The value of this interview lies in demonstrating how a diagnostic interview works to people who have never auch a thing. It also shows that many of the “symptoms“ of autism that ChatGPT describes are relatable to a lot of people, thereby helping to bridge the gap between autistic and neurotypical people.
What questions lead to these answers?
One question that popped up very quickly during the discussion was what exact questions Lynn had asked ChatGPT in order to receive these rather stereotypical responses, to which she admitted that she did not remember the exact phrasing of her questions.
Annelies speculated that ChatGPT “remembered“ questions about autism which Lynn might have asked it earlier. “I think so, too.“, Lynn agreed. However, we established that once you start a new session with ChatGPT, none of the information from earlier sessions should interfere with the new one. Lynn confirmed that she conducted the entire diagnostic interview in one session, and did nothing else in that same session before starting the interview, meaning that ChatGPT should not have used any data from older sessions in order to guess her intentions with this interview.
“I did definitely used very affirmative questions, like they used in my interview“, Lynn admitted. “For example “do you feel awkward sometimes“, and then of course you say “yes, I do.“
“So it’s telling you what you want to hear“, someone else said, and we agreed that this is fairly likely.
ChatGPT - your typical highschool movie nerd?
One of the guests, the writer Jam van der Aa, remarked that ChatGPT constructed a stereotypical shy nerdy persona remarkably quickly during the interview. “It’s the typical nerdy high school character who at the end sort of fits in because his nerdy-ness is cool, but in the meantime he’s like this.“, she said.
Artist Marjanne van Helvert was sceptical: “I found that really strange. For example, it says it doesn’t like smalltalk, but that’s what it does: engage in smalltalk with strangers all the time. And you know it’s not exhausted by it because it’s a computer programme, so why is it trying to be that stereotypical person here?“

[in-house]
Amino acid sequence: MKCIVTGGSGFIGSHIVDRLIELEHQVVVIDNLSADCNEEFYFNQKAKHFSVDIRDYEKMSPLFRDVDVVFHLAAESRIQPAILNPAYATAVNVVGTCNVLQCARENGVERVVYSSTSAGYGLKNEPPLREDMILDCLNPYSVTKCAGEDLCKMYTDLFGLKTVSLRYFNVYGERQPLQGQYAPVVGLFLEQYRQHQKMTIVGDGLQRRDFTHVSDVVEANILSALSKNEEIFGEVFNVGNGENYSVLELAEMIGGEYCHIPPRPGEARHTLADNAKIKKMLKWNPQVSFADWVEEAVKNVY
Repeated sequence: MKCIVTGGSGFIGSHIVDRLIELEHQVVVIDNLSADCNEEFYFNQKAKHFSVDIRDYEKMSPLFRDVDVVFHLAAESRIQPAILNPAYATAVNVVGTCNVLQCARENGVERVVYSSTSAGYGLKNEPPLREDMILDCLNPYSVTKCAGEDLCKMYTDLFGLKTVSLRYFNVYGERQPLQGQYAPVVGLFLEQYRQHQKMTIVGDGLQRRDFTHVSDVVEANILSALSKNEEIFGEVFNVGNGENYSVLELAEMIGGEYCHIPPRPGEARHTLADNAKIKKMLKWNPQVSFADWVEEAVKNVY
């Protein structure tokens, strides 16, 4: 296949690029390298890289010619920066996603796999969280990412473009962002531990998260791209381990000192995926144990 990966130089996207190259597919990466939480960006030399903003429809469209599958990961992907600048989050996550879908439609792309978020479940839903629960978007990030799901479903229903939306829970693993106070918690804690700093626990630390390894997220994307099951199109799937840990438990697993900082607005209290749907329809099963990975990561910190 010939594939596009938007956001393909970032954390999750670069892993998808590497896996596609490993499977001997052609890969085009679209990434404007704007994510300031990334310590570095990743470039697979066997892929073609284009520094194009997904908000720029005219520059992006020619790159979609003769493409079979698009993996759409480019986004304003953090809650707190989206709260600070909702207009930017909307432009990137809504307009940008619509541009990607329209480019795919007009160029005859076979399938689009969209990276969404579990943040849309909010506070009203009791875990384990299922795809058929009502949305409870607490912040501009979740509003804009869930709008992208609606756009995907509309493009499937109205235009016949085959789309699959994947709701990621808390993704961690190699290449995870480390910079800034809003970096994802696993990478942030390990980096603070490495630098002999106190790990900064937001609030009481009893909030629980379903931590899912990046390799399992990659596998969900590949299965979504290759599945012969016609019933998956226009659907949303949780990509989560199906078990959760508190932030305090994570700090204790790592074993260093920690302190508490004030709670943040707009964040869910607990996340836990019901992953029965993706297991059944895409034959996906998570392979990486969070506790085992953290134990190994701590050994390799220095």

We had to remind ourselves that ChatGPT is not speaking about its true AI self, but about “ChatGPT if it were a human“. Still, as Marjanne pointed out, the human persona does not seem to match with its functions as an AI.
“So this might say more about what people think about ChatGPT if it was a human, because it doesn’t have a perception of itself but it does have access to all the ways that people talk about it“, roundtable guest Or Shahaf speculated. This possibility was however quickly ruled out. “There is no feeding anymore“, Jam explained, “the ChatGPT information feeding stopped in November 2021, and at that time there was no public discourse about ChatGPT available. So that is impossible.“
She continued: “It makes sense that it creates this sort of character if the database consists of popular media, like all these average high school movies. So when you ask ChatGPT these questions about smalltalk and how it feels socially, that’s the kind of character it will build up.“
“It probably has to do with the questions, because those direct the answers“, another guest reiterated the previous topic of discussion. “If you use the word “smalltalk“ in a question there’s already an implicit bias because that word is not completely neutral.“, Willem added.
We also inquired whether Lynn ever mentioned the words autism or therapy in her questions, which could have given ChatGPT something to latch onto.
“I tried to leave out the therapy thing, I also never said I wanted to diagnose it with anything, never mentioned autism - still within a couple of questions it knew what I wanted to hear.“, Lynn replied.
Differences to real diagnostic interviews
We also discussed whether Lynn’s experiment is an accurate representation of a diagnostic interview. Jam was sceptical, explaining that ChatGPT’s answers remained quite abstract and general, whereas in a real diagnostic interview, the diagnosis is usually made from specific details found in examples, anecdotes from the past and present everyday life of the person to be diagnosed.